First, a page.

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The resistance to motion in a car is not due to simple friction. At low speeds it is dominated by viscous losses in the engine and transmission while at high speeds it is mostly due to aerodynamic drag. Viscous losses are approximately proportion to the velocity of the car: $$ F_v = Av $$ for some constant $A$. Aerodynamic drag is approximately ...


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You are mixing up concepts. The kinetic friction of a car has nothing to do with $F_N$. The concept of friction as taught in school tells you, that friction is independent of velocity. This is clearly not realistic for a car! The friction - let's rather call it "air resistance", for this is the main part - has a very complicated dependence on the velocity ...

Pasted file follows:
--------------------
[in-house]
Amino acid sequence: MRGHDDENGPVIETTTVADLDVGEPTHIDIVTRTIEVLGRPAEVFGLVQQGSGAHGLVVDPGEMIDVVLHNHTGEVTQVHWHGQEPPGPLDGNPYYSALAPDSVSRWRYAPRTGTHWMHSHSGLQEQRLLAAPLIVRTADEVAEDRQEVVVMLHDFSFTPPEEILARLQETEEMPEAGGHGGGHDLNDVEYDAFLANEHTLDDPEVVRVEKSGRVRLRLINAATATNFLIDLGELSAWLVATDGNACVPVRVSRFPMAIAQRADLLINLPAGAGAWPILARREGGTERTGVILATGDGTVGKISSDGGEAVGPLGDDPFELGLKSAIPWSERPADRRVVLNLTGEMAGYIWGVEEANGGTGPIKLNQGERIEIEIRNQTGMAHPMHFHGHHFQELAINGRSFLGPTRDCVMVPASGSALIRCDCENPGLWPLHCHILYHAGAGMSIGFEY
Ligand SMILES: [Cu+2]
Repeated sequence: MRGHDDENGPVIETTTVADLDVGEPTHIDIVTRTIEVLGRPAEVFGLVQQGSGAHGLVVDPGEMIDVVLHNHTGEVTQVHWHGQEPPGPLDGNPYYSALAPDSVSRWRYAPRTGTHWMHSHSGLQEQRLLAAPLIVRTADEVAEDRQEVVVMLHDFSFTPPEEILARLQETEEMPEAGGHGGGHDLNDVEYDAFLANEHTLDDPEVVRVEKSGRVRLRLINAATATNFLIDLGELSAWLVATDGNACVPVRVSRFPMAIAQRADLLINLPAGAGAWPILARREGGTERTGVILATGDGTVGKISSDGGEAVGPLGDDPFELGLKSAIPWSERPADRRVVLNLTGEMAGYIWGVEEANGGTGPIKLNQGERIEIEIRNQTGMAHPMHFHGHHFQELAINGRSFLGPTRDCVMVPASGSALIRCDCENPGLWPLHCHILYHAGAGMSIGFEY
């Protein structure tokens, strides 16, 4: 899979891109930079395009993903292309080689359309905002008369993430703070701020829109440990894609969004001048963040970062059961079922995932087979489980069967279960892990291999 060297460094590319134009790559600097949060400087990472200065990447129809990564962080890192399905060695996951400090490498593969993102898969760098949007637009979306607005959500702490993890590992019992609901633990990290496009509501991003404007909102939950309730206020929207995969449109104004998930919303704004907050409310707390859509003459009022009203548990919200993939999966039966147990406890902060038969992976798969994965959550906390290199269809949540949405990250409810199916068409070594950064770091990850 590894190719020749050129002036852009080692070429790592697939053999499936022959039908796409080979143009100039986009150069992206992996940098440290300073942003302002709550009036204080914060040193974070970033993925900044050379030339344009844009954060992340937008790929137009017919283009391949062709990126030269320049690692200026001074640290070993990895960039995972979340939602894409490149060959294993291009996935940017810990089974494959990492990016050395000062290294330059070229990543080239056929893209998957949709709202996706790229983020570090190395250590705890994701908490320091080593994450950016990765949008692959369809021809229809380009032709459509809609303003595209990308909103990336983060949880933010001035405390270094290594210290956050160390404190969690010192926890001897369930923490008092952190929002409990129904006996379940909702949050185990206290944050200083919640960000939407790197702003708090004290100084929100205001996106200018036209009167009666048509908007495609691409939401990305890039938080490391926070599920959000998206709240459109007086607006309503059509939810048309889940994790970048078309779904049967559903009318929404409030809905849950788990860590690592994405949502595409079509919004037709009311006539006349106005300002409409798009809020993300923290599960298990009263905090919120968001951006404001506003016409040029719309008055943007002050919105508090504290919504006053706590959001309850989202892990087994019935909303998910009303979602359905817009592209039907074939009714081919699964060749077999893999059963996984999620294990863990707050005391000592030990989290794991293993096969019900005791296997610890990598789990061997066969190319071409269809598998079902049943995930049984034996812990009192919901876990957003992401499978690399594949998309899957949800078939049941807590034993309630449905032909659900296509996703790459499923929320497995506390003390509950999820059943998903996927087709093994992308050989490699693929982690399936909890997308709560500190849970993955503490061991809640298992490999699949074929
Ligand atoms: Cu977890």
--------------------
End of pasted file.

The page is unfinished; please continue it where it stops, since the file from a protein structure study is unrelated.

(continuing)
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Spring stiffness is not responsible for energy loss. Consider a spring with stiffness $k$ but no damping. The work done in compressing the spring by a distance $x$ will be stored as the potential energy(PE) of the spring. For a spring compressed by a distance $x$, the PE is given by $\frac12 k x^2$. This energy is not lost and can be used by letting the ...


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The force of friction is defined as $F_f = \mu N$, where $N$ is the normal force. In the case of a flat surface free of external forces, you can use Newton's laws to determine that $N = mg$, where $m$ is the mass of the object. Notice that we have made no reference to the objects size, or area of contact. This is because in these examples we have ...